Some lessons from the financial crisis for the economic analysis
AbstractThe economics profession in general, and economic forecasters in particular, have faced some understandable criticism for their failure to predict the timing and severity of the recent economic crisis. In this paper, we offer some assessment of the performance of the Economic Analysis conducted at the ECB both in the run up to and since the onset of the crisis. Drawing on this assessment, we then offer some indications of how the analysis of economic developments could be improved looking forward. The key priorities identifi ed include the need to: i) extend existing tools and/or develop new tools to account for important feedback mechanisms, for instance, improved real-fi nancial linkages and non-linear dynamics; ii) develop ways to handle the complexity arising from the presence of multiple models and alternative economic paradigms; and iii) given the limitations of point forecasts, to further develop risk and scenario analysis around baseline projections. JEL Classification: E02, E30, E2, C53
Download InfoIf you experience problems downloading a file, check if you have the proper application to view it first. In case of further problems read the IDEAS help page. Note that these files are not on the IDEAS site. Please be patient as the files may be large.
Bibliographic InfoPaper provided by European Central Bank in its series Occasional Paper Series with number 130.
Length: 29 pages
Date of creation: Oct 2011
Date of revision:
Contact details of provider:
Postal: Postfach 16 03 19, Frankfurt am Main, Germany
Phone: +49 69 1344 0
Fax: +49 69 1344 6000
Web page: http://www.ecb.europa.eu/home/html/index.en.html
More information through EDIRC
Postal: Press and Information Division, European Central Bank, Kaiserstrasse 29, 60311 Frankfurt am Main, Germany
Find related papers by JEL classification:
- E02 - Macroeconomics and Monetary Economics - - General - - - Institutions and the Macroeconomy
- E30 - Macroeconomics and Monetary Economics - - Prices, Business Fluctuations, and Cycles - - - General (includes Measurement and Data)
- E2 - Macroeconomics and Monetary Economics - - Macroeconomics: Consumption, Saving, Production, Employment, and Investment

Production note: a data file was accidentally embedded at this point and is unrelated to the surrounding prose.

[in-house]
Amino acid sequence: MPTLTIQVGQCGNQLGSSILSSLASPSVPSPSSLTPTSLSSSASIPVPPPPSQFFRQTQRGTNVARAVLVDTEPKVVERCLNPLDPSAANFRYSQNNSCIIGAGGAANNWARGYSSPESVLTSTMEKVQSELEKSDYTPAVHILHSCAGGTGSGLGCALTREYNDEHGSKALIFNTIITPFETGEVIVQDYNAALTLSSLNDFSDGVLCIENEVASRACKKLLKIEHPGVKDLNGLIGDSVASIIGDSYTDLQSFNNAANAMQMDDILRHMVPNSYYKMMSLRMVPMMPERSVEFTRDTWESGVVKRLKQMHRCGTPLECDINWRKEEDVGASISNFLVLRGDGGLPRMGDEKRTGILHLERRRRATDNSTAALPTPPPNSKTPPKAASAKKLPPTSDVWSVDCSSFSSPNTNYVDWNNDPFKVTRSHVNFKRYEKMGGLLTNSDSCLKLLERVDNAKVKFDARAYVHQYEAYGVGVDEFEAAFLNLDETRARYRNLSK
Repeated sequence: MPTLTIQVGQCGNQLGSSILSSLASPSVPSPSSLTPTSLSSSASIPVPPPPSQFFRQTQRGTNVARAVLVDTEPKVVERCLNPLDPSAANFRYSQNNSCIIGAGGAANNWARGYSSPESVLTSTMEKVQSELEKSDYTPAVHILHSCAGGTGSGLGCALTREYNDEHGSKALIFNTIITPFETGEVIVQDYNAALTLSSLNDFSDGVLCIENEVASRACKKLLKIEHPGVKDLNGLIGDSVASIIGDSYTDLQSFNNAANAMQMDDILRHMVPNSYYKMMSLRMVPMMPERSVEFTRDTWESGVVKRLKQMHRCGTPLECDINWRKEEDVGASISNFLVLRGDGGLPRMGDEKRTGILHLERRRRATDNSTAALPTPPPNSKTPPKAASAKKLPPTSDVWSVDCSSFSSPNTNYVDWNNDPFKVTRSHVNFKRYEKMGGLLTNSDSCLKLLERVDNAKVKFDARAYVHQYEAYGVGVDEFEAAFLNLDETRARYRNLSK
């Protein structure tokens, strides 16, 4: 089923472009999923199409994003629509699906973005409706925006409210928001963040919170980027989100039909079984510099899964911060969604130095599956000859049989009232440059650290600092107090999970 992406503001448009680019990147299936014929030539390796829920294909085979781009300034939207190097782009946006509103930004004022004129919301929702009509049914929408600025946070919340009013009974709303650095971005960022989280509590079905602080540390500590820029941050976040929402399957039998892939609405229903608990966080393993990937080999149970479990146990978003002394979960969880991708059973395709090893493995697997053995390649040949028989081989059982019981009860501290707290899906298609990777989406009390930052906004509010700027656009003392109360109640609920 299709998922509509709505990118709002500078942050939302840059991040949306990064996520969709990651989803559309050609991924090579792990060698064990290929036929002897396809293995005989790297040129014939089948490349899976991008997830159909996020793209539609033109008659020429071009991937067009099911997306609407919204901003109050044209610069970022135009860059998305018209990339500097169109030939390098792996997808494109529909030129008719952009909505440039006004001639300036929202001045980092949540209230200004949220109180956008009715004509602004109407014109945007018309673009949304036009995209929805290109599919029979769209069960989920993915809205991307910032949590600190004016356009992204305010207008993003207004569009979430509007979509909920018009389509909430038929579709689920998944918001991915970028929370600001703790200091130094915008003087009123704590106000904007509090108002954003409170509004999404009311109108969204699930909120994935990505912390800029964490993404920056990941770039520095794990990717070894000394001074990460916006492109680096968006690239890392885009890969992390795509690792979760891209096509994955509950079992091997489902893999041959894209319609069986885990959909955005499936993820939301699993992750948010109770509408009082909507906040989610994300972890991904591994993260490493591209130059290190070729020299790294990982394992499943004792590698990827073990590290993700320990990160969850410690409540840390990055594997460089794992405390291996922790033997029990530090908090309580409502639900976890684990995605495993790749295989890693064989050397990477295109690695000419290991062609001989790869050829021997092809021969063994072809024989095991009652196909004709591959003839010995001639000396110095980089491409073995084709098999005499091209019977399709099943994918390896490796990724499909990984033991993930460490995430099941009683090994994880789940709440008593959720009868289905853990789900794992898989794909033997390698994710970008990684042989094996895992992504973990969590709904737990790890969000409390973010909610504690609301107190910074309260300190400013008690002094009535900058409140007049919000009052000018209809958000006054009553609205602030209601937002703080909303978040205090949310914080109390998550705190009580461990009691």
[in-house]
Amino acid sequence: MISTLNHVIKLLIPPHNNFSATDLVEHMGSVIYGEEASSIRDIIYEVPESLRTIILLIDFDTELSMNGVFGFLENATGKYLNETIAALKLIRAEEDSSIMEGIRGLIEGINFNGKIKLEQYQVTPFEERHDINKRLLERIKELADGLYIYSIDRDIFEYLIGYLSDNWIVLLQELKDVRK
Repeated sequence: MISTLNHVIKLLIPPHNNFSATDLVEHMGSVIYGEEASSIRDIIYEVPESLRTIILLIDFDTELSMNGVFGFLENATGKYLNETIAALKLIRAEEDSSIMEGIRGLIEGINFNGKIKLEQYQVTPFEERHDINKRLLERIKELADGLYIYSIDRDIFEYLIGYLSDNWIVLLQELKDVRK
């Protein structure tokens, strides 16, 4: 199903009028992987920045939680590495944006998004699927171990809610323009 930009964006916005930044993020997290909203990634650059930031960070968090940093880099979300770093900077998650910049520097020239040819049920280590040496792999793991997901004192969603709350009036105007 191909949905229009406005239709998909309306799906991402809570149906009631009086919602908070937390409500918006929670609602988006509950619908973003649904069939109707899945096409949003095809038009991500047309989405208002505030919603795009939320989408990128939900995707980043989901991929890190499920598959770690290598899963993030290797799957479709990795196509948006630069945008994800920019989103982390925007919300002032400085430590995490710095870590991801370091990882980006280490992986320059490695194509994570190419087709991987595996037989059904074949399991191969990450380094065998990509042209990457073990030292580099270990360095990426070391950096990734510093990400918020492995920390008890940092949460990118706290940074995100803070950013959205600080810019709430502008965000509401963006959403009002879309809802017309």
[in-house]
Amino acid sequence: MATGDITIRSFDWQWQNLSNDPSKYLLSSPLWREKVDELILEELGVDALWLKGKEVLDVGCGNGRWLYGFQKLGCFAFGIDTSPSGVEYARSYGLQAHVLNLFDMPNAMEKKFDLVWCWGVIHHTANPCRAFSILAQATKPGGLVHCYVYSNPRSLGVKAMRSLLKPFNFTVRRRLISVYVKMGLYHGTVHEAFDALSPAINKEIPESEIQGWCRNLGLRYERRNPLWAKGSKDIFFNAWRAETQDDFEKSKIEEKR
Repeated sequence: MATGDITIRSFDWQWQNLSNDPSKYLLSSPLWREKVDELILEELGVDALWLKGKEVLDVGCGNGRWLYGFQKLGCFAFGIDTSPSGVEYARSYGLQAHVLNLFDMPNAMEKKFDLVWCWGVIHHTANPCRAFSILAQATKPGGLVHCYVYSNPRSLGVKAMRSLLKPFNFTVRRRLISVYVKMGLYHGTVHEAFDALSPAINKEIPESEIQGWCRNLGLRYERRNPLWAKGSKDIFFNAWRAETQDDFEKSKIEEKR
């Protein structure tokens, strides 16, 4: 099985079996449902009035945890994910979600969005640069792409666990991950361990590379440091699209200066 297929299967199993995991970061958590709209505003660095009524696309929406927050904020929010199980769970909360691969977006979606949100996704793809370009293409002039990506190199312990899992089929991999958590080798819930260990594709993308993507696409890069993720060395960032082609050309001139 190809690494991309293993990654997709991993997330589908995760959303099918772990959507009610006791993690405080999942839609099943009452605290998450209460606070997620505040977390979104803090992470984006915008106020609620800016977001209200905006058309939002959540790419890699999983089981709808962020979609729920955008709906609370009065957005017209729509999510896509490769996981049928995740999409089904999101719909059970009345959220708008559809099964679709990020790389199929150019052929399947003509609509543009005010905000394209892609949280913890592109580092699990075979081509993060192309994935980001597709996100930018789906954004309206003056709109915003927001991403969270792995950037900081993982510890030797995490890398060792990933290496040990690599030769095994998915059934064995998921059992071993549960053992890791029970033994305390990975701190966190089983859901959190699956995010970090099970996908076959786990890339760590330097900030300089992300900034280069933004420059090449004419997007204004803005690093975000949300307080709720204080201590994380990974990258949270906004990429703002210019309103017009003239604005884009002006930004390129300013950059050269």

- C53 - Mathematical and Quantitative Methods - - Econometric Modeling - - - Forecasting and Prediction Models; Simulation Methods
This paper has been announced in the following NEP Reports:
- NEP-ALL-2011-10-22 (All new papers)
- NEP-CBA-2011-10-22 (Central Banking)
- NEP-CIS-2011-10-22 (Confederation of Independent States)
- NEP-FOR-2011-10-22 (Forecasting)
- NEP-HPE-2011-10-22 (History & Philosophy of Economics)
Please report citation or reference errors to , or , if you are the registered author of the cited work, log in to your RePEc Author Service profile, click on "citations" and make appropriate adjustments.:
- Don Harding & Adrian Pagan, 2000.
"Disecting the Cycle: A Methodological Investigation,"
Econometric Society World Congress 2000 Contributed Papers
1164, Econometric Society.
- Harding, Don & Pagan, Adrian, 2002. "Dissecting the cycle: a methodological investigation," Journal of Monetary Economics, Elsevier, vol. 49(2), pages 365-381, March.
- Kirstin Hubrich & Robert J. Tetlow, 2012. "Financial stress and economic dynamics: the transmission of crises," Finance and Economics Discussion Series 2012-82, Board of Governors of the Federal Reserve System (U.S.).
- Don Harding & Adrian Pagan, 2010. "Can We Predict Recessions?," NCER Working Paper Series 69, National Centre for Econometric Research.
- Hall, Stephen G. & Mitchell, James, 2007. "Combining density forecasts," International Journal of Forecasting, Elsevier, vol. 23(1), pages 1-13.
- Makram El-Shagi & Sebastian Giesen & A. Jung, 2012. "Does Central Bank Staff Beat Private Forecasters?," IWH Discussion Papers 5, Halle Institute for Economic Research.
For technical questions regarding this item, or to correct its authors, title, abstract, bibliographic or download information, contact: (Official Publications).
If you have authored this item and are not yet registered with RePEc, we encourage you to do it here. This allows to link your profile to this item. It also allows you to accept potential citations to this item that we are uncertain about.
If references are entirely missing, you can add them using this form.
If the full references list an item that is present in RePEc, but the system did not link to it, you can help with this form.
If you know of missing items citing this one, you can help us creating those links by adding the relevant references in the same way as above, for each refering item. If you are a registered author of this item, you may also want to check the "citations" tab in your profile, as there may be some citations waiting for confirmation.
Please note that corrections may take a couple of weeks to filter through the various RePEc services.